24 May 1816, and was educated at Merchant Taylors' school from November 1826 to 1831. At an early age he studied at the Middlesex Hospital, and in 1838 he became a licentiate of the Society of Apothecaries and a member of the College of Surgeons. Late in 1838 he joined his father in practice at Chertsey. On 4 Jan. 1840 he commenced contributing to the ‘Medical Times’ ‘The Confessions of Jasper Buddle, a Dissecting Room Porter,’ a series of articles signed ‘Rocket.’
In 1841 he settled at 14 Percy Street, Tottenham Court Road, London, with a view to medical practice, from which, however, he was soon diverted by his literary preoccupations. As an author he showed exceptional versatility in turning to account his powers of humorous observation. In March 1841 he published in Bentley's ‘Miscellany’ (pp. 357–81) ‘A Rencontre with the Brigands.’ To ‘Punch’ he was an early contributor, sending articles entitled ‘Physiology of the London Medical Student’ (2 Oct. 1841) and the ‘Physiology of London Evening Parties’ (1 Jan. 1842). His first drama, ‘Blanche Heriot,’ was produced at the Surrey Theatre on 26 Sept. 1842. He soon after commenced in ‘Bentley’ (1842, xii. 217 et seq.) the best of his novels, ‘The Adventures of Mr. Ledbury.’ Between 1844 and 1846 he wrote, in conjunction with others, several extravaganzas for the Lyceum Theatre, the series including ‘Aladdin,’ August 1844; ‘Valentine and Orson,’ Christmas 1844; ‘Whittington and his Cat,’ Easter 1845; all of which, owing mainly to the acting of Mr. and Mrs. Keeley, were very successful (Era Almanack, 1875, p. 6). He also adapted for the same house ‘The Cricket on the Hearth,’ December 1845, and the ‘Battle of Life,’ 21 Dec. 1846. For the Adelphi he wrote ‘Esmeralda,’ a burlesque, 3 June 1850, and for the Princess's ‘The Alhambra,’ an extravaganza, 21 April 1851. During the same period he acted as dramatic critic of the ‘Illustrated London News,’ edited ‘Puck’ (1844), wrote many popular songs for John Orlando Parry, and brought out ‘Christopher Tadpole’ as a monthly shilling serial (1848).
In 1847 he proposed to David Bogue, the publisher, to write a series of social natural histories, to be published at a shilling each, after the style of the Paris Physiologies. The series was started with ‘The Natural History of the Gent,’ and the success of this brochure was very great, the edition of two thousand being sold in one day.
In 1847, in conjunction with Angus Bethune Reach [q. v.], Smith brought out a sixpenny monthly called ‘The Man in the Moon,’ with which he was connected until 1849. In the same year he edited ‘Gavarni in London’ (republished as ‘Sketches of London Life and Character,’ 1859). In 1850 he edited from April to August five numbers of the ‘Town and Country Miscellany,’ and from July to December 1851, ‘The Month,’ with Leech's illustrations.
Meanwhile Smith had found a new vocation. In 1849 he went on a tour to Constantinople and the East. On his return in 1850 he published ‘A Month at Constantinople.’ Shortly afterwards he made his first appearance before the public at Willis's Rooms, on 28 May 1850, in an entertainment written by himself, called ‘The Overland Mail’ (Illustrated London News, 1850, xvi. 413). On 12 Aug. 1851 he made an ascent of Mont Blanc, and on 15 March 1852 (ib. 1852, xx. 243–4, 291–2, xxi. 565) produced at the Egyptian Hall in Piccadilly an entertainment descriptive of the ascent and of Anglo-continental life, which became the most popular exhibition of the kind ever known (Blackwood's Mag. 1852, lxxi. 35–55, 603). From that time until 6 July 1858 he continued at the Egyptian Hall his career of success as a public entertainer, giving various new sketches of character and illustrations by William Beverley, but always keeping Mont Blanc as the central point of attraction. On 24 Aug. 1854 he gave his performance before the queen and the prince consort at Osborne House.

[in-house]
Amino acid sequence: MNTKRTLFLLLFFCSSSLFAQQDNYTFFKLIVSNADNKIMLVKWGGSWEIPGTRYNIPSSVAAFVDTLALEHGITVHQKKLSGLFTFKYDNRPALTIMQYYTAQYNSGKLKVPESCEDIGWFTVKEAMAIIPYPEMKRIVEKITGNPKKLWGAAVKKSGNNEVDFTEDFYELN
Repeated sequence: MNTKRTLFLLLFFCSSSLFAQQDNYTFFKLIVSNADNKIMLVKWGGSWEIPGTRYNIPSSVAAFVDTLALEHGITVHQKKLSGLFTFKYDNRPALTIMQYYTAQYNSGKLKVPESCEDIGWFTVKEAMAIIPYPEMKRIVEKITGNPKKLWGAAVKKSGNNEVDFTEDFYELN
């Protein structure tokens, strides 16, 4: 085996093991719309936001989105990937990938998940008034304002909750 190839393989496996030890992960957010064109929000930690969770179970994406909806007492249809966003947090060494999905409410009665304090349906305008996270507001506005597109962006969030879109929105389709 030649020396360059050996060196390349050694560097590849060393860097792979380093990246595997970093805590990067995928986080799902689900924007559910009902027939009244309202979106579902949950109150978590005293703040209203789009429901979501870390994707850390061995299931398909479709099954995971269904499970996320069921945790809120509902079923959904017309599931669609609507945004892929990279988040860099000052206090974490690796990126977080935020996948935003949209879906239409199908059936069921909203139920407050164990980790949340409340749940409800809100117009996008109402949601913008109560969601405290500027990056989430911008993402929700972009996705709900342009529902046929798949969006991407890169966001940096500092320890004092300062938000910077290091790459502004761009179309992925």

In July 1858 he started for Hong Kong, and on his return published ‘To China and Back,’ 1859. On 22 Dec. 1858 he commenced a new entertainment under the title of ‘China,’ which was also very popular. His last appearance at the Egyptian Hall was on Saturday, 19 May; he died of bronchitis at North End Lodge, Fulham, on 23 May 1860, and was buried in Brompton cemetery on 26 May. He married, on 1 Aug. 1859, Mary Lucy, who had been an actress, and was elder daughter of Robert Keeley, the comedian. She died on 19 March 1870.
A lithograph of Smith at Chamonix, by C. Bougmet, belongs to Mr. Ashby-Sterry.
Smith's novels are still popular. They are: 1. ‘The Wassail Bowl,’ 1843, 2 vols. 2. ‘The Adventures of Mr. Ledbury and his Friend Jack Johnson,’ 1844, 3 vols. 3. ‘The Adventures of Jack Holyday, with something about his Sister,’ 1844. 4. ‘The Fortunes of the Scattergood Family,’ 1845, 3 vols. 5. ‘The Marchioness of Brinvilliers,’ 1846. 6. ‘The Struggles and Adventures of Christopher Tadpole at Home and Abroad,’ 1848. 7. ‘The Pottleton Legacy: a Story of Town and Country Life,’ 1849. 8. ‘Wild Oats and Dead Leaves,’ 1860.